The Inspector-General of Police has been sued by a civil rights organization, Incorporated Trustees of Center for Reform and Public Advocacy, for reportedly refusing to bring charges against Bola Tinubu, the APC’s presidential candidate, on claims that verge on perjury.
The Nigerian Police Force and the IGP are named as the first and second respondents in the lawsuit, which was dated and filed on July 4 in Abuja on behalf of the organization.
The CSO said that the IGP’s purported unwillingness to act on its petition against Tinubu regarding an offense it claimed the presidential candidate was indicted by the Lagos State House of Assembly in 1999 justified the legal action against the police.
The applicant maintained that by Sections 214 and 215, of the constitution and Section 4 of the Nigerian Police Act, 2020, the Police have the statutory responsibility to “prevent, detect and investigate criminal allegations whether brought to their notice by individuals, person or persons, corporate bodies, institutions, etc”.
Consequently, the applicant in the suit marked: FHC/ABJ/CS/1058/2022, is asking the court for, “an order of mandamus compelling the respondents to comply with Sections 31 and 32 of the Police Act and Section 3 of the Criminal Justice Act, 2015 in respect of alleged crime laid out in complaint of the applicant encapsulated in the letter of June 16, 2022 received by the respondents on the same date.
The complaint was titled: “Demand for criminal prosecution of Senator Bola Ahmed Tinubu under Sections 191,192 and 463 of the Criminal Code Act, Law of the Federation of Nigeria, 2004 Consequent upon the Findings of the Lagos State House of Assembly Ad-hoc Committee, 1999.”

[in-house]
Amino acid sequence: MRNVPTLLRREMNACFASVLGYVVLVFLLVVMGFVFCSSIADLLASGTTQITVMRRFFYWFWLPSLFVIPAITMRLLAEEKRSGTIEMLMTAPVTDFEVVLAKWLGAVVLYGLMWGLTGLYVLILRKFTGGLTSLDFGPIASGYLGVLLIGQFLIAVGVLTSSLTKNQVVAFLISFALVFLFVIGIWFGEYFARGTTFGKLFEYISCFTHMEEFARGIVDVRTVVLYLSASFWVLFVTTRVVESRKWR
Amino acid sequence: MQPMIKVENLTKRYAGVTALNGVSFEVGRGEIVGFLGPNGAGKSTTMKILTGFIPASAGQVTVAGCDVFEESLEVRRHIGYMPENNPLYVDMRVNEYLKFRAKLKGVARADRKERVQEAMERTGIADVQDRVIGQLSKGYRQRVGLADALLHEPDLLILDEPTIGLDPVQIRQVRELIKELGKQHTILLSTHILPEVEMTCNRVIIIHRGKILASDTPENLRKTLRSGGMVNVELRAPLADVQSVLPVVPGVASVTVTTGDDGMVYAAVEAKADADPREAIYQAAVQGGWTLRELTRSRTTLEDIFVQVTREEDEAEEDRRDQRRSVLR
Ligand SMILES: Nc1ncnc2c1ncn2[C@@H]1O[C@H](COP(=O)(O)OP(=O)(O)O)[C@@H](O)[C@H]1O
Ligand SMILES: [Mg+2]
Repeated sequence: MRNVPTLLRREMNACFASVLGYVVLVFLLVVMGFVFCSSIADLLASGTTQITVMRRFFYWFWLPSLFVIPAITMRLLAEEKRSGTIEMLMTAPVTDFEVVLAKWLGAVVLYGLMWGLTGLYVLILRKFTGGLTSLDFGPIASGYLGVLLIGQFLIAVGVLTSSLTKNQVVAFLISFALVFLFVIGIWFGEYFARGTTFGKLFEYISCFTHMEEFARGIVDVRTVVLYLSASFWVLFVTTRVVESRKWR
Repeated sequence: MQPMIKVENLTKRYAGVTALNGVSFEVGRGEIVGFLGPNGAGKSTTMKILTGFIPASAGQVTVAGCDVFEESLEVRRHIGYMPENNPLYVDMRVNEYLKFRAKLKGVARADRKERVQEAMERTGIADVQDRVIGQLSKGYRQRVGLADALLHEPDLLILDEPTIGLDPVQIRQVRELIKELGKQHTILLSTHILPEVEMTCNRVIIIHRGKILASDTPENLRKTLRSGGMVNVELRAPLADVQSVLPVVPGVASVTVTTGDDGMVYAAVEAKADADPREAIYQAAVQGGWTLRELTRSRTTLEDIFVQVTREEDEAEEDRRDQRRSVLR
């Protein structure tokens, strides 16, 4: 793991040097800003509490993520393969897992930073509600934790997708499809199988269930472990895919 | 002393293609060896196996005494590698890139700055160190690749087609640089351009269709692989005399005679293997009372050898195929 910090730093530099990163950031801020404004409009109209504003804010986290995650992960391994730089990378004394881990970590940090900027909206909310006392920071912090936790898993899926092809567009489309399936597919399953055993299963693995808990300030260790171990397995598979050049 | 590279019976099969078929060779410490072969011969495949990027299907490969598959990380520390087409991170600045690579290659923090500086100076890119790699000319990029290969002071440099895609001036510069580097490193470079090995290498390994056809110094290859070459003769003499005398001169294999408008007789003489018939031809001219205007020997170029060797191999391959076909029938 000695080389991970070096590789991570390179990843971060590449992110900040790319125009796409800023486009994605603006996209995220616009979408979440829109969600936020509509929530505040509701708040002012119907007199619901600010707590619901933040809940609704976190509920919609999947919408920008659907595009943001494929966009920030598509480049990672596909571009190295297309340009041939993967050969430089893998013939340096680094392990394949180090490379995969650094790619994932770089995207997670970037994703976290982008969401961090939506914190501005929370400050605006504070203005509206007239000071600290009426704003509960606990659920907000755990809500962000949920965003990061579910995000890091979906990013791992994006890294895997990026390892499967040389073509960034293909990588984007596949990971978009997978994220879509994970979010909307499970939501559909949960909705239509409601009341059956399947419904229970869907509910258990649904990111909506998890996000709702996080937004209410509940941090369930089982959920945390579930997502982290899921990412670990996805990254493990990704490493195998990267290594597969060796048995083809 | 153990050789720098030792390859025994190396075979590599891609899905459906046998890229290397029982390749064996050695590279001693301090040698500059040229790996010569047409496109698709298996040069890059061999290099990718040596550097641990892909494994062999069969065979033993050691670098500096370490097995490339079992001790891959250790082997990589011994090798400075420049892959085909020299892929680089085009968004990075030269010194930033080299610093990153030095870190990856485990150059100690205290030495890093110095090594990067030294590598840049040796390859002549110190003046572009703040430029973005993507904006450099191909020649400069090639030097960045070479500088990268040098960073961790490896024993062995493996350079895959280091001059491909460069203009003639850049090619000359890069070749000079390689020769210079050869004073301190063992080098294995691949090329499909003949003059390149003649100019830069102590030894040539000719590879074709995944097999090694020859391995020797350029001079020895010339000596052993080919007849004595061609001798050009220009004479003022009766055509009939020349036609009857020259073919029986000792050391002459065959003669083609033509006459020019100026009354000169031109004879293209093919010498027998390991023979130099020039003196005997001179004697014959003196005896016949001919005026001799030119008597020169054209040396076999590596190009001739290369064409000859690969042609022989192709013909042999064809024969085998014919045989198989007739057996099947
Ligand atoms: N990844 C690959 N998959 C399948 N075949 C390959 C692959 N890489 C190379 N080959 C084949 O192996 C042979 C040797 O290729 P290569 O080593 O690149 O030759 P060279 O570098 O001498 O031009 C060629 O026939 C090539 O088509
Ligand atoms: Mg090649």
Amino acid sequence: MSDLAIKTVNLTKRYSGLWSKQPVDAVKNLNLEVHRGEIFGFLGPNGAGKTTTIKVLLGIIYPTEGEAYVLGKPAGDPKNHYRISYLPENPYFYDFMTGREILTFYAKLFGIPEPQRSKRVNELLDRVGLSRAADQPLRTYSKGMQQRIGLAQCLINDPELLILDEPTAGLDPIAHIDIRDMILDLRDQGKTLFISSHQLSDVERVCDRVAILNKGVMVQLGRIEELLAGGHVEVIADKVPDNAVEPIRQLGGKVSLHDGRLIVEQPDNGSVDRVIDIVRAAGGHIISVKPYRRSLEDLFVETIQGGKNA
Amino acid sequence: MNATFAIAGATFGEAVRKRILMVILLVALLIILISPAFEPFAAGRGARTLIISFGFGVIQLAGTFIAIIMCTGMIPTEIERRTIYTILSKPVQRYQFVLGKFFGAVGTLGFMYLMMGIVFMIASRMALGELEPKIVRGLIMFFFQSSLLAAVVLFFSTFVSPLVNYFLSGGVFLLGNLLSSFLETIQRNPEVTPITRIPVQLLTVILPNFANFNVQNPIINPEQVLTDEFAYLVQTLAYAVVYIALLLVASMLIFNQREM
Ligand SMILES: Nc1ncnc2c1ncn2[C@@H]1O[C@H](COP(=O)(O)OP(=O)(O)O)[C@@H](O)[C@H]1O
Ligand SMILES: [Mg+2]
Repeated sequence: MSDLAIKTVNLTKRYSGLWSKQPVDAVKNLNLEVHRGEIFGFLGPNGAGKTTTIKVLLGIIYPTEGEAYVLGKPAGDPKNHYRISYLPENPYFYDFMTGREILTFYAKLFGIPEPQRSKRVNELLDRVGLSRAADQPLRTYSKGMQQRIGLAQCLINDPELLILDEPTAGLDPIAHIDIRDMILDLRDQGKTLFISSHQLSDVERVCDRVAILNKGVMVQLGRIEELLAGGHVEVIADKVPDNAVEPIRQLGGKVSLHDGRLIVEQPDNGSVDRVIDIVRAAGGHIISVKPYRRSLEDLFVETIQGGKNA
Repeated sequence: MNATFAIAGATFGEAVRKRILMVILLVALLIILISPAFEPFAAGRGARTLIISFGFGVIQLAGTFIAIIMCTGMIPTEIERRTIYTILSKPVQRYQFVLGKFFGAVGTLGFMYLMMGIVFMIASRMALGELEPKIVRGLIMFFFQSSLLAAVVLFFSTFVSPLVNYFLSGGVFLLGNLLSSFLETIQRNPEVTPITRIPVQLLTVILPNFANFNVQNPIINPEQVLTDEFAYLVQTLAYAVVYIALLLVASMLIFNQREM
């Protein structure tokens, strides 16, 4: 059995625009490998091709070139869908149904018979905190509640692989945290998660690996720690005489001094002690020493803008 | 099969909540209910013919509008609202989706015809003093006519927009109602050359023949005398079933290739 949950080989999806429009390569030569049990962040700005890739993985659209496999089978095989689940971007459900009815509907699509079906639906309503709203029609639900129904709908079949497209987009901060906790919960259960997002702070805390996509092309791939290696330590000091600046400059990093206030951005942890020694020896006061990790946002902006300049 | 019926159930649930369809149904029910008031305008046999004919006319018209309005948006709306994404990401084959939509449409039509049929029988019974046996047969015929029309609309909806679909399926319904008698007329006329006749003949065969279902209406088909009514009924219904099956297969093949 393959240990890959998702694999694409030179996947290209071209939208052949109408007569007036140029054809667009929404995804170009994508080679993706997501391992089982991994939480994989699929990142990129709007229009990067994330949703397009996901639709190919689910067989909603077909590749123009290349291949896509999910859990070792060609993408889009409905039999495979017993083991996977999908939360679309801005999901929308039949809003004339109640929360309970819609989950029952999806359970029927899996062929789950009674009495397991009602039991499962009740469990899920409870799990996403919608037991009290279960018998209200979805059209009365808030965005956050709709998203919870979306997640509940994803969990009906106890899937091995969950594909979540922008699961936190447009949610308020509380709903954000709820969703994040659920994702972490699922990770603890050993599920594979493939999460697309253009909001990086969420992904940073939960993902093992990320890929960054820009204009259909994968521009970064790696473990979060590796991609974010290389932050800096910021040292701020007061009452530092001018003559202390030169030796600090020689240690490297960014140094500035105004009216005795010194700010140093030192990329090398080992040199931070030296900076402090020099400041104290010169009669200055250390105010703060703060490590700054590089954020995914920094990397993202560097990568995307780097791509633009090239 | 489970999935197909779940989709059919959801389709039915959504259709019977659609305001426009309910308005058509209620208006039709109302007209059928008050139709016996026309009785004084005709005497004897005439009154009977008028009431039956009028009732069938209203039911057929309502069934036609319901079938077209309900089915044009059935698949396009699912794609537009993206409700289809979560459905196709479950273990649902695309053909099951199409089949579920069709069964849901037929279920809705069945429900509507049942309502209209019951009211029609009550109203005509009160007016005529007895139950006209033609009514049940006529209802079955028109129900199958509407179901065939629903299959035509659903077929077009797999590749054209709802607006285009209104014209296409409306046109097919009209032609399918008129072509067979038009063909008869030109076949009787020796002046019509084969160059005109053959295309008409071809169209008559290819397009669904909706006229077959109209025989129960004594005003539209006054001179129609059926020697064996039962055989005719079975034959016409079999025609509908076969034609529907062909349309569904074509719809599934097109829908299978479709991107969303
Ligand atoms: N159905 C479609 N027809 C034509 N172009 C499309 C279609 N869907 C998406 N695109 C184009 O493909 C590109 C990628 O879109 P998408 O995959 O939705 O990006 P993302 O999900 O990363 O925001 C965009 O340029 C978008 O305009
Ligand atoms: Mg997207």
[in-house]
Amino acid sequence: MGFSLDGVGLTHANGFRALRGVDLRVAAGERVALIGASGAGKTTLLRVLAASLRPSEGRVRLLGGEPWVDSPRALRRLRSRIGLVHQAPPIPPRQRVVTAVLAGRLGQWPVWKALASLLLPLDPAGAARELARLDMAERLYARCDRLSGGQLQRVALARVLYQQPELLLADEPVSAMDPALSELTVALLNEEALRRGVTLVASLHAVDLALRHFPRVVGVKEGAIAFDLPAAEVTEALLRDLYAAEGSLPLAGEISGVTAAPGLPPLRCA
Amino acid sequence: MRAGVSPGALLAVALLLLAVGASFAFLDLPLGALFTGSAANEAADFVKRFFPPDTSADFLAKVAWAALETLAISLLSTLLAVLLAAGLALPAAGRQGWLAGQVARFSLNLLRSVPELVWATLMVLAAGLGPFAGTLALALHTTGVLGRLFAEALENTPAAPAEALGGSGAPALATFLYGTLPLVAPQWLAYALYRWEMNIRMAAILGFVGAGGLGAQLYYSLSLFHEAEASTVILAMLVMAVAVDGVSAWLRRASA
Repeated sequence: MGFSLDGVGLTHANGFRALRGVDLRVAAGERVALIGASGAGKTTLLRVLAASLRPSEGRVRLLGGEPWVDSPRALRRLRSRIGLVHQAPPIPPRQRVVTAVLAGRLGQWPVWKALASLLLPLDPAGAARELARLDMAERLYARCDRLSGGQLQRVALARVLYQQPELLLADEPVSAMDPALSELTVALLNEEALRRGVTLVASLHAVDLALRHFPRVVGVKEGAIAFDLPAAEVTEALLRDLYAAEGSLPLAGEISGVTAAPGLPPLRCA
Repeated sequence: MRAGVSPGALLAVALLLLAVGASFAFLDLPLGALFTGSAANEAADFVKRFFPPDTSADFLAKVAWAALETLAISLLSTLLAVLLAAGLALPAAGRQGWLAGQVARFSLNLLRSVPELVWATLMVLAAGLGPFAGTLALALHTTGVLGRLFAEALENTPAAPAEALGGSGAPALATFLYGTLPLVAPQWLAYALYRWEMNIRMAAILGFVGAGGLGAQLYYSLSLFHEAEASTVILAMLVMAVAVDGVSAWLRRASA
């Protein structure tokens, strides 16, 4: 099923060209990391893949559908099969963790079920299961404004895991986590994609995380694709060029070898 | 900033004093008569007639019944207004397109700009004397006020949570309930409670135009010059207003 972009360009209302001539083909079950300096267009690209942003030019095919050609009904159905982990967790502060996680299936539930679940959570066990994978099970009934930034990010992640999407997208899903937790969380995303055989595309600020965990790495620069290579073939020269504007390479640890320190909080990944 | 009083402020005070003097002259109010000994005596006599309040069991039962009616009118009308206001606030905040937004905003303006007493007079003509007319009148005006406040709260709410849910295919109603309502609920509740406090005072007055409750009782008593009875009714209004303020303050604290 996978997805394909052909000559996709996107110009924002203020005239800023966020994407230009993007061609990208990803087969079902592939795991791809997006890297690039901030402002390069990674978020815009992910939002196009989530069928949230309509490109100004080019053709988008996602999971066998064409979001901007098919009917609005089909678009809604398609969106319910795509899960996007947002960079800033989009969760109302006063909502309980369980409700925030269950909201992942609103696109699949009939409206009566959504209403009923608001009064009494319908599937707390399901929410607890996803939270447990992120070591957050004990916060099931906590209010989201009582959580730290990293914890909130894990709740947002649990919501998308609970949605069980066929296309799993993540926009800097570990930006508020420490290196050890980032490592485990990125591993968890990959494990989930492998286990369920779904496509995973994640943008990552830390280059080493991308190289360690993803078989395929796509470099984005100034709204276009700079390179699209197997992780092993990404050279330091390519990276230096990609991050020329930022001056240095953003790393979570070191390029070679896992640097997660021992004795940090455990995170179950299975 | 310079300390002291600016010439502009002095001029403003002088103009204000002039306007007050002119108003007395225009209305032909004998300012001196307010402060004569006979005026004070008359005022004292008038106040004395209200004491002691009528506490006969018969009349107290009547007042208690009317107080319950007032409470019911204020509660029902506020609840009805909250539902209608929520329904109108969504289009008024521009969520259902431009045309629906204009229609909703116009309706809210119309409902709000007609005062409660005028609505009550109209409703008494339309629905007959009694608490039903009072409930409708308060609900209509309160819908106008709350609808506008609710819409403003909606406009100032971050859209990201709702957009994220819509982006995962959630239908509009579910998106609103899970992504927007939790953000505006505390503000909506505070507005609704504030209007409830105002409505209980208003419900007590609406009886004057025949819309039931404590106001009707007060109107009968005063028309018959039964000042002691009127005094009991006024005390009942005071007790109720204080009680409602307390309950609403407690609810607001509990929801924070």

According to the applicant, the respondents are required by Section 31 of the Nigerian Police Act to look into any reported crimes and then submit their findings for legal counsel to the Attorney General of the Federation or of the relevant state.
The organisation added that by Section 32(1) of the Police Act, “A suspect or defendant alleged or charged with committing offence established by an Act of the National Assembly or under any other laws shall be arrested, investigated and tried or dealt with according to the provisions of this Act, except otherwise provided under this Act.”
Okonkwo asserted that it has the authority to use the court’s jurisdiction to compel the respondents to carry out their legal, constitutional, and public obligations in accordance with the law.
The plaintiff complained that the respondents ignored its two letters, dated June 16 and 27, in which it urged that Tinubu be prosecuted for suspected perjury. The plaintiff added that the respondents “had not advised the applicant of any action taken on the said letter.”
The applicant claims that after receiving a letter from the late legal luminary Chief Gani Fawehinmi in 1999, the Lagos State House of Assembly established an Ad-hoc Committee to look into the alleged act of perjury, and the Committee said on page 13 of its report that, “However, on question of providing false information on oath (sections 191 and 197) we are satisfied that the statement of the governor’s educational qualification which he has admitted were incorrect were not intended…”
The applicant stated in its appeal to the IG that Tinubu had lied under oath in his form CF 001, which he had given to INEC to help him qualify for the Lagos State governorship election in 1999.
The applicant further claimed that Tinubu “forged all the educational certificates he listed in his INEC Form CF 001 which he admitted he did not posses in annexure C.”
“For purpose of clarity, Senator Bola Ahmed Tinubu in the said INEC Form deposed on oath that he attended Government College, Ibadan and University of Chicago, USA when in fact he did not.
“On the strength of the above, we respectfully demand that you initiate the criminal proceedings of Senator Bola Ahmed Tinubu consequent upon the express findings of the Lagos State House of Assembly as captured above”.
The hearing date for the new lawsuit has not yet been set.